November 28, 2012
My friend Dennis from North Dakota sent me this updated fable several days ago. I don’t know what Aesop had in mind in his specific culture when he wrote the fable, but he pointed out a common weakness in human nature. The “old version” shown below is a synopsis and not the whole story. Do you want to see how up-to-date Aesop is? Read the two versions:
The ant works hard in the withering heat all summer long, building his house and laying up supplies for the winter. The grasshopper thinks the ant is a fool and laughs and dances and plays the summer away. Come winter, the ant is warm and well fed. The grasshopper has no food or shelter, so he dies out in the cold.
The ant works hard in the withering heat and the rain all summer long, building his house and laying up supplies for the winter. The grasshopper thinks the ant is a fool and laughs and dances and plays the summer away. Come winter, the shivering grasshopper calls a press conference and demands to know why the ant should be allowed to be warm and well fed while he is cold and starving.
CBS, NBC, PBS, CNN, and ABC show up to provide pictures of the shivering grasshopper next to a video of the ant in his comfortable home with a table filled with food. America is stunned by the sharp contrast. How can it be, that in a country of such wealth, this poor grasshopper is allowed to suffer so?
Kermit the Frog appears on Oprah with the grasshopper and everybody cries when they sing, “It’s Not Easy Being Green“. ACORN stages a demonstration in front of the ant’s house where the news stations film the group singing “We Shall Overcome“.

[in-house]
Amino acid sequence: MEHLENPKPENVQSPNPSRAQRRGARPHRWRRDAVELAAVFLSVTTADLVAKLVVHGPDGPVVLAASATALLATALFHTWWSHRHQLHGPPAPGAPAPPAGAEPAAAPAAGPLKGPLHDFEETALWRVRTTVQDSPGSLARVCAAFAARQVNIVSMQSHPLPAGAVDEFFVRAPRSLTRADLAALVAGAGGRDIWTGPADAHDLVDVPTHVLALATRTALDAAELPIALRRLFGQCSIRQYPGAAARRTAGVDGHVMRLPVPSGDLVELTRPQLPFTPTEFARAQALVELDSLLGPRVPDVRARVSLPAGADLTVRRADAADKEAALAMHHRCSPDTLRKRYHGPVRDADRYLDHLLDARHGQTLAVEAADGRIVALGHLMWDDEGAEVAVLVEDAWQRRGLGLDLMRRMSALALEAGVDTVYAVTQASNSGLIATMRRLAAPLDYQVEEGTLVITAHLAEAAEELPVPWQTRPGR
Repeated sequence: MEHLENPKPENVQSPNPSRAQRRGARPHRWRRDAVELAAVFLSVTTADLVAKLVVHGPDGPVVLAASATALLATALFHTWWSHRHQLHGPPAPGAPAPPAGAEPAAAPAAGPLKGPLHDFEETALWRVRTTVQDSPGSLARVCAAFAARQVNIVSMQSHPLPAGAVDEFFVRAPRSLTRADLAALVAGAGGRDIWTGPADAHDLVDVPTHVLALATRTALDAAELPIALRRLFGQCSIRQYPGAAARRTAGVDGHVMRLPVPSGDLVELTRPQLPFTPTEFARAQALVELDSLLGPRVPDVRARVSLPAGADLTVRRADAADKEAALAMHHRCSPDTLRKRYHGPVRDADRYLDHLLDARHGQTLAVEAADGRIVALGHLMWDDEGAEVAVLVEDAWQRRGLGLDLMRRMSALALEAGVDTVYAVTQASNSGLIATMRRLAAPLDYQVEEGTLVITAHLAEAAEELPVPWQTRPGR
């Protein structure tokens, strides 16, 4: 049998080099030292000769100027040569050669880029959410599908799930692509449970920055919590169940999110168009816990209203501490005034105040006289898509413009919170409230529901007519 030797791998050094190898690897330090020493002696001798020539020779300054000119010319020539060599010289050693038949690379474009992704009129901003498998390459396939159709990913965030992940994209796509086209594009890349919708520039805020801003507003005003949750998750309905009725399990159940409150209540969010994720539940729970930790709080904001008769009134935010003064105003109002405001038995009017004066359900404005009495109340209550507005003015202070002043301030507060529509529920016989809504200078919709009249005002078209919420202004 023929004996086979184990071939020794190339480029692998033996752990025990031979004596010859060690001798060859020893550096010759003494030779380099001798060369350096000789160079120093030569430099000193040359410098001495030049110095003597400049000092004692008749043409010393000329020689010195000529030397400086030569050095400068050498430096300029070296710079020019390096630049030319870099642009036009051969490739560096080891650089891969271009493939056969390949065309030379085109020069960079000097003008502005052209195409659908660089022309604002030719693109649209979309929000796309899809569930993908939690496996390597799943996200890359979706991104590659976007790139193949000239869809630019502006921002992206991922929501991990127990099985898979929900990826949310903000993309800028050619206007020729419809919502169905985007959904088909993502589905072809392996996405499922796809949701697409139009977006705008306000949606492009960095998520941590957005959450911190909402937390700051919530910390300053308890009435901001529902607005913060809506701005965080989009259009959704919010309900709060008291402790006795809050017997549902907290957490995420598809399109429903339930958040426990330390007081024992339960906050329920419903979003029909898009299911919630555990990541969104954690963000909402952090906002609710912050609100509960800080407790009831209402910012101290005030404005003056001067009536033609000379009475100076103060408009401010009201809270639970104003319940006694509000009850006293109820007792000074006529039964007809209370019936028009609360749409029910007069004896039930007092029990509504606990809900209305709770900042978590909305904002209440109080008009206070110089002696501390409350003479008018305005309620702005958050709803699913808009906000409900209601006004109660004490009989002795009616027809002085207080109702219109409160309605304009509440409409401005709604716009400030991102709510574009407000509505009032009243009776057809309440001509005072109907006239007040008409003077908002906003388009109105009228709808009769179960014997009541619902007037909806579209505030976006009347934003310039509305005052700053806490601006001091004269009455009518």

Rev. Jeremiah Wright has the group kneel to pray for the grasshopper’s sake. President Obama condemns the ant and blames President Bush, President Reagan, Christopher Columbus, and the Pope for the grasshopper’s plight.
Nancy Pelosi & Harry Reid exclaim in an interview with Piers Morgan that the ant has gotten rich off the back of the grasshopper, and both call for an immediate tax hike on the ant to make him pay his fair share.
Finally, the EEOC drafts the Economic Equity & Anti-Grasshopper Act retroactive to the beginning of the summer. The ant is fined for failing to hire a proportionate number of green bugs and, having nothing left to pay his retroactive taxes, his home is confiscated by the Government Green Czar and given to the grasshopper.
The story ends as we see the grasshopper and his free-loading friends finishing up the last bits of the ant’s food while his government house, which, as you recall, just happens to be the ant’s old house, crumbles around them because the grasshopper doesn’t maintain it. The ant has disappeared in the snow, never to be seen again.
The grasshopper is found dead in a drug related incident, and the house, now abandoned, is taken over by a gang of spiders who terrorize and ramshackle the once prosperous and peaceful neighborhood. The entire Nation collapses, bringing the rest of the free world with it.
What is the point?
Personal responsibility is increasingly anachronistic in these United States. With entitlement mentality embedded in the hearts of more and more citizens, people tend to think their problems are the fault of someone or more likely some group. This leads to increased divisiveness, pitting classes against one other for political or economic advantage. The greater the emphasis on the collective, the lesser the emphasis on the individual. The lesser the emphasis on the individual, the smaller the emphasis on taking responsibility.
It doesn’t work out well for anyone. In the short term it seems peachy for a few. For the society, however, corruption is sown, and degradation follows.
I wonder what a good dose of growing up might do for us all.
What do you think? Is the fable accurate?